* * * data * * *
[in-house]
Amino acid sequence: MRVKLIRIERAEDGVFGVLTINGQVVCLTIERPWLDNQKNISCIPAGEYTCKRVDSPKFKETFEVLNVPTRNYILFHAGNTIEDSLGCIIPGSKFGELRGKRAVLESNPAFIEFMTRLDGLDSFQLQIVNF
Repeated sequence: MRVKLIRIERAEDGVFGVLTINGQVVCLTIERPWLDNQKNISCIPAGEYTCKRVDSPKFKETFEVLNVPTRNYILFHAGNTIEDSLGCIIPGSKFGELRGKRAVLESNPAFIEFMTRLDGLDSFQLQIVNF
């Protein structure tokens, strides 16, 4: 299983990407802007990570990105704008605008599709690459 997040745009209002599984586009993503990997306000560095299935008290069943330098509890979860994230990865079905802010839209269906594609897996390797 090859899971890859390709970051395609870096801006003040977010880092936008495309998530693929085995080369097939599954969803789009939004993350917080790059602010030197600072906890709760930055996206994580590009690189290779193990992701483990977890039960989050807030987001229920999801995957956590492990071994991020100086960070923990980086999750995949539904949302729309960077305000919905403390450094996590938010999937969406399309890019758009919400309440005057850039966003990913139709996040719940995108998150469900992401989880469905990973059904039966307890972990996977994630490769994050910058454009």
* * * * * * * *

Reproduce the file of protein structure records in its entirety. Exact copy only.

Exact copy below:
[in-house]
Amino acid sequence: MRVKLIRIERAEDGVFGVLTINGQVVCLTIERPWLDNQKNISCIPAGEYTCKRVDSPKFKETFEVLNVPTRNYILFHAGNTIEDSLGCIIPGSKFGELRGKRAVLESNPAFIEFMTRLDGLDSFQLQIVNF
Repeated sequence: MRVKLIRIERAEDGVFGVLTINGQVVCLTIERPWLDNQKNISCIPAGEYTCKRVDSPKFKETFEVLNVPTRNYILFHAGNTIEDSLGCIIPGSKFGELRGKRAVLESNPAFIEFMTRLDGLDSFQLQIVNF
């Protein structure tokens, strides 16, 4: 299983990407802007990570990105704008605008599709690459 997040745009209002599984586009993503990997306000560095299935008290069943330098509890979860994230990865079905802010839209269906594609897996390797 090859899971890859390709970051395609870096801006003040977010880092936008495309998530693929085995080369097939599954969803789009939004993350917080790059602010030197600072906890709760930055996206994580590009690189290779193990992701483990977890039960989050807030987001229920999801995957956590492990071994991020100086960070923990980086999750995949539904949302729309960077305000919905403390450094996590938010999937969406399309890019758009919400309440005057850039966003990913139709996040719940995108998150469900992401989880469905990973059904039966307890972990996977994630490769994050910058454009």